CAJ Urges Changes To Human Rights Laws

April 2008

The Canadian Association of Journalists is calling on federal and provincial governments to amend human rights legislation to stop a pattern of disturbing attacks on freedom of speech.

Two recent cases spotlight the dangers of allowing state-backed agencies to censor speech based on subjective perceptions of offensiveness - Maclean'smagazine, which is facing complaints in two provinces and nationally for an article by syndicated columnist Mark Steyn, and Ezra Levant, the former publisher of the Western Standard who is now before the Alberta Human Rights Commission for his decision to publish the Danish cartoons of the Islamic prophet Muhammad.

"Human rights commissions were never intended to act as a form of thought police," said CAJ President Mary Agnes Welch."But now they're being used to chill freedom of expression on matters that are well beyond accepted Criminal Code restrictions on free speech."

The CAJ supports Liberal MP Keith Martin's private member's motion to have section 13(1) of federal human rights legislation, the clause dealing with published material, repealed. Similar provincial legislation should also be amended as required.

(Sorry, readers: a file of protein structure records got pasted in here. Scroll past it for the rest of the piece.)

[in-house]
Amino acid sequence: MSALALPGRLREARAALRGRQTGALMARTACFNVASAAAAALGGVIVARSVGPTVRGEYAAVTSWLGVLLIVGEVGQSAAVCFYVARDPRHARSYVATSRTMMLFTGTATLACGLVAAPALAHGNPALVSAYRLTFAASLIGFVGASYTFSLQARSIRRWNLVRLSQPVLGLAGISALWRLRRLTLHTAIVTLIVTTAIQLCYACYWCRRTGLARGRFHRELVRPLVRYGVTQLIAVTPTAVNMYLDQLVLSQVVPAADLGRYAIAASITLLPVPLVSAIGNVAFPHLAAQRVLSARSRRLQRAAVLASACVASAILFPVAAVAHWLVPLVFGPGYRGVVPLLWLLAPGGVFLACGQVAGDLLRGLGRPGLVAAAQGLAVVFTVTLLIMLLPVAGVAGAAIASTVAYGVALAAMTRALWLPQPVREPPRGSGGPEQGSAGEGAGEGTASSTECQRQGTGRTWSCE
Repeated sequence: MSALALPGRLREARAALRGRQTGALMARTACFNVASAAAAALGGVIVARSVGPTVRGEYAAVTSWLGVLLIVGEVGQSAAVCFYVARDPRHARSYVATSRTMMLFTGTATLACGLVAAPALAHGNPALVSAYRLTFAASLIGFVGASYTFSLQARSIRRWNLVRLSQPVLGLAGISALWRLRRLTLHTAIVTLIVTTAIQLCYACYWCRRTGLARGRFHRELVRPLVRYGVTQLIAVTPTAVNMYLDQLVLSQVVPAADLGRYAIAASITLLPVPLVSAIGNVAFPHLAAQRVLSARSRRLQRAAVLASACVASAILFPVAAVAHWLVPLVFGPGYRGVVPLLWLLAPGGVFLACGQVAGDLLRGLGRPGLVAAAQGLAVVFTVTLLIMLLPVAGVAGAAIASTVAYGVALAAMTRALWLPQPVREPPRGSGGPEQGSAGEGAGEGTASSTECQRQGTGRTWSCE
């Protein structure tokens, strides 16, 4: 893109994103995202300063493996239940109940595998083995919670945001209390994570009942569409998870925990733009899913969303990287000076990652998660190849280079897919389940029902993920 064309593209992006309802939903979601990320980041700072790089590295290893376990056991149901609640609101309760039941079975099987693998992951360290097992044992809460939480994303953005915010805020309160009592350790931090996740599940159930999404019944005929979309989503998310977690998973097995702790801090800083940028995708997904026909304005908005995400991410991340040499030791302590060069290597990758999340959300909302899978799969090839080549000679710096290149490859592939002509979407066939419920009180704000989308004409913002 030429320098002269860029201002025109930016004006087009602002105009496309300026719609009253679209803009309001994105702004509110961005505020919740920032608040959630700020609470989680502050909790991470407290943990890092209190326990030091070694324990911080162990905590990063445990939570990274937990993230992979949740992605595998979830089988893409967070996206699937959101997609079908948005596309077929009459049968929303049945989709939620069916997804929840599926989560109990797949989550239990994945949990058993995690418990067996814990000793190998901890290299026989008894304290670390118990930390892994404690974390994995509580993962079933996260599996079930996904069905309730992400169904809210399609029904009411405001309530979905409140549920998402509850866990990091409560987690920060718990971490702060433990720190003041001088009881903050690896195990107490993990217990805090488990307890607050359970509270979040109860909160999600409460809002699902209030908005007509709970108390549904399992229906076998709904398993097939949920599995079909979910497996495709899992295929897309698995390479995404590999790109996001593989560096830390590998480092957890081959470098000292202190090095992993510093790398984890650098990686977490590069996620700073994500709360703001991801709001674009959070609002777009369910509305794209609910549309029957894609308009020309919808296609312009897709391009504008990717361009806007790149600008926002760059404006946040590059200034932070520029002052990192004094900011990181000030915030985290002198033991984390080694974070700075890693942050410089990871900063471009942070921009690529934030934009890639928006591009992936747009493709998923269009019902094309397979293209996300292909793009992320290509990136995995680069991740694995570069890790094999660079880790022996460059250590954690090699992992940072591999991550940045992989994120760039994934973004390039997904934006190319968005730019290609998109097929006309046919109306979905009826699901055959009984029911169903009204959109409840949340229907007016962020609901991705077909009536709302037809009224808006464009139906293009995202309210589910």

"The lack of political leadership on this issue, apart from Mr. Martin and a few others, is appalling," said Welch."Even people who helped create human rights commissions have said they were never meant to act as censors.

Since a number of commissions have accepted these complaints as worthy of investigation, there clearly needs to be government direction to stop the ongoing erosion of one of Canada's most fundamental rights."

The CAJ believes that laws of libel and slander, hate speech and other provisions found within the Criminal Code provide sufficient restrictions on freedom of speech. Human rights commissions, which are not bound by the same rules of evidence of the courts, have become last-ditch end-arounds for those who want to silence commentary they disagree with.

"Whether you agree with Steyn or Levant is immaterial. If they're breaking no laws, they should have the right, in our democracy, to speak freely," said Welch.

The CAJ will be monitoring the investigations in these two cases and plans to intervene if the process moves to the tribunal stage. The CAJ, however, strongly urges the Canadian human rights commission, as well of those of Alberta, B.C. and Ontario, to simply dismiss these complaints completely.

The Canadian Association of Journalists is a professional organization with some 1,500 members across Canada. The CAJ's primary role is to provide-public interest advocacy and high quality professional development for its members.